A king Robin Room features custom-made furnishings, commissioned artwork and farm-chic decor. // © 2017 Farmer’s Daughter Hotel
Feature image (above): Farmer’s Daughter Hotel is conveniently located near The Grove shopping mall, The Original Farmers Market and the Los Angeles County Museum of Art. // © 2017 Farmer’s Daughter Hotel
It’s not every day that you’re asked to join a young man in a hotel restaurant’s bathroom so that he can show you the peep holes and risque wallpaper.
“See, it’s the story of Little Red Riding Hood, but with an, um … bestiality twist,” said Michael Mazzirado, the executive office administrator of Farmer’s Daughter Hotel, motioning to the Kate Bright-designed pattern as he led me into the restroom at Tart, the property’s aptly named on-site eatery.
But, then again, such a thing isn’t unusual for Farmer’s Daughter. The Los Angeles boutique hotel got its start in the 1960s as a “kind of shady drive-up motel,” according to Mazzirado, who also noted its former nickname of “notell” during our property tour. In 1999, Peter and Ellen Picataggio took over the hotel and renamed it, infusing it with the story of a young country girl in the big city. After a remodel in 2001 and a multiphase renovation that was completed in February, the hotel continues to nod to its seedy past with cheeky touches — such as the titillating “peep show” box in Tart’s bathroom — while also offering contemporary design elements that keep with L.A.’s urban chic vibe.
The 66-room hotel, located near The Grove shopping mall, The Original Farmers Market and the Los Angeles County Museum of Art, moves seamlessly between rustic, kitschy, sexy and modern. For example, the pool boasts a flower wall, giant rubber ducks and an of-the-moment neon sign. Meanwhile, brightly colored, Dutch-style bicycles — available for guest use — sit next to a canary yellow “lending library” that’s located at the hotel’s front area; here, guests or even passersby can take a book or leave one. Two playful parakeets chirp from inside their cage in the hotel’s light-filled lobby, which has a gift shop that sells both vintage and pop-culture items. A small room just off the lobby features an Art-o-mat, a former cigarette vending machine that has been converted to dispense art — only one of two of such machines in L.A.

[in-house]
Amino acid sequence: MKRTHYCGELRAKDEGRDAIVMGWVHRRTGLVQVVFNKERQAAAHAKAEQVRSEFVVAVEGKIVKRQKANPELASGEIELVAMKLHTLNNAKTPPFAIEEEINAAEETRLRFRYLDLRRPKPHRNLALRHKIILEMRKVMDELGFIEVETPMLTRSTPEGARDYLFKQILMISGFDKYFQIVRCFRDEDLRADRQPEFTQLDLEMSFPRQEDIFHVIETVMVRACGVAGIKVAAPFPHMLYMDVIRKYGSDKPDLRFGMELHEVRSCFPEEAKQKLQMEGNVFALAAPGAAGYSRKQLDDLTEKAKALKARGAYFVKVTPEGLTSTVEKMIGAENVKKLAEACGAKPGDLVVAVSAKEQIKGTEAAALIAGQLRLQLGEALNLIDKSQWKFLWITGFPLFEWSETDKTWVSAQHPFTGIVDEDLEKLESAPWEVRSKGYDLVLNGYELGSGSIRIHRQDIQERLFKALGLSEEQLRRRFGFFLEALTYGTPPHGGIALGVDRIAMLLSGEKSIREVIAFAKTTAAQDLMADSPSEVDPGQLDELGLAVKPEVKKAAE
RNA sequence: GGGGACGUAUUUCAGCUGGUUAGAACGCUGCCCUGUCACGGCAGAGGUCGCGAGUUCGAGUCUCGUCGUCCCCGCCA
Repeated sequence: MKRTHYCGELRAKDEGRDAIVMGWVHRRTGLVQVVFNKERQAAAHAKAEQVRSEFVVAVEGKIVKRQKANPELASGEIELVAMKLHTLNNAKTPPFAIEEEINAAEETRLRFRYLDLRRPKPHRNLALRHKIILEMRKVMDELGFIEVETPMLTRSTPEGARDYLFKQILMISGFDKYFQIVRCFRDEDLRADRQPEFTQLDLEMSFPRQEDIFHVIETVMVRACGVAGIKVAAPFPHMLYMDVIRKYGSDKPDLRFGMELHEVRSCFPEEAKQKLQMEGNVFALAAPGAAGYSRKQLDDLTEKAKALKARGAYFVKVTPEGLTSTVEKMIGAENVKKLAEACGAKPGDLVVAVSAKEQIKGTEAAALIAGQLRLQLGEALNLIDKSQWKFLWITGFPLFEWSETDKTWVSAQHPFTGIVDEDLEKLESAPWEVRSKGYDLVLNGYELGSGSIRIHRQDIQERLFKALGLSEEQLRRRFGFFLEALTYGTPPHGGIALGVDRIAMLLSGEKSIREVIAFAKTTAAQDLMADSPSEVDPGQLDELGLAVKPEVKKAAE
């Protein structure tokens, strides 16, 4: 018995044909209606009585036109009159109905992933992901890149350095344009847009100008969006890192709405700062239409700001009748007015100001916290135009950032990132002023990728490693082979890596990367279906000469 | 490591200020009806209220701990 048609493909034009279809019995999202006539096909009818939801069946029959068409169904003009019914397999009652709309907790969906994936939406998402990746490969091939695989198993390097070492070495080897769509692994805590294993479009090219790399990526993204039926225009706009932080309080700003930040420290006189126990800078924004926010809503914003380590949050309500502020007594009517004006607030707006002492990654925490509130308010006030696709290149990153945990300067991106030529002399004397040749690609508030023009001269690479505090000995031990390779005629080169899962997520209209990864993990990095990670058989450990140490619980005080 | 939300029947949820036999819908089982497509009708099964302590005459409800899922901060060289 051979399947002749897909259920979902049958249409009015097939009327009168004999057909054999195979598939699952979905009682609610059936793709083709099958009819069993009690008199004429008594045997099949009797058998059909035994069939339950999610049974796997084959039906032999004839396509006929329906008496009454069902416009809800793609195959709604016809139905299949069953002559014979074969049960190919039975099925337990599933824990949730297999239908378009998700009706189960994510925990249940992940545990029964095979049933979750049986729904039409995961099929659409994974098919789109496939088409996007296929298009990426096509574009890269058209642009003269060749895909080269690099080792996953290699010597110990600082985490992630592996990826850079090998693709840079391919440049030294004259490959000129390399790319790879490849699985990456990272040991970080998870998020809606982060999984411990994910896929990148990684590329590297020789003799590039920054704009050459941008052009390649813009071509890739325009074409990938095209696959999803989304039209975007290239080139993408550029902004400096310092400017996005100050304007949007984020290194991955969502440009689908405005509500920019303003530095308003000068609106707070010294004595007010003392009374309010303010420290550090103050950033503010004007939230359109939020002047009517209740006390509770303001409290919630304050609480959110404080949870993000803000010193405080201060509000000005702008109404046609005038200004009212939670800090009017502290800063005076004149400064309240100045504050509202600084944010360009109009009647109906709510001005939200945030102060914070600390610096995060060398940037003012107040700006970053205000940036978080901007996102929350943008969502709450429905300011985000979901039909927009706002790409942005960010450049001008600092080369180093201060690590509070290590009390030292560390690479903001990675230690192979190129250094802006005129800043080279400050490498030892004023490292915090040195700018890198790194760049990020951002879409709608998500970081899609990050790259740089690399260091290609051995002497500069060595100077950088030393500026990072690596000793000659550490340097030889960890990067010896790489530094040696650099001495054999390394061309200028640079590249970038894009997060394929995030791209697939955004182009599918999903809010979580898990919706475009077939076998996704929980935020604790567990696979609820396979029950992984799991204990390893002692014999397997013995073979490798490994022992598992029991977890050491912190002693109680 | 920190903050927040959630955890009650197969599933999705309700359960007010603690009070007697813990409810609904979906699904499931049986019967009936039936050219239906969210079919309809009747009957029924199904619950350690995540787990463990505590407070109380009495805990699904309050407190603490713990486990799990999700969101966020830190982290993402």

Guestrooms have been treated with the same kind of tender attention to detail. In the 24-unit “barn building,” the recently refreshed Tack Rooms showcase black-and-white mural-like wallpaper by artist Bright, along with a sliding barn door between the bedroom and bathroom. Beds are donned with denim and plaid fabrics atop crisp white sheets, and large built-in double desks provide plenty of workspace. Each Tack Room also offers a flat-screen television, a Nespresso coffee maker, a minibar, a minifridge and a bathtub.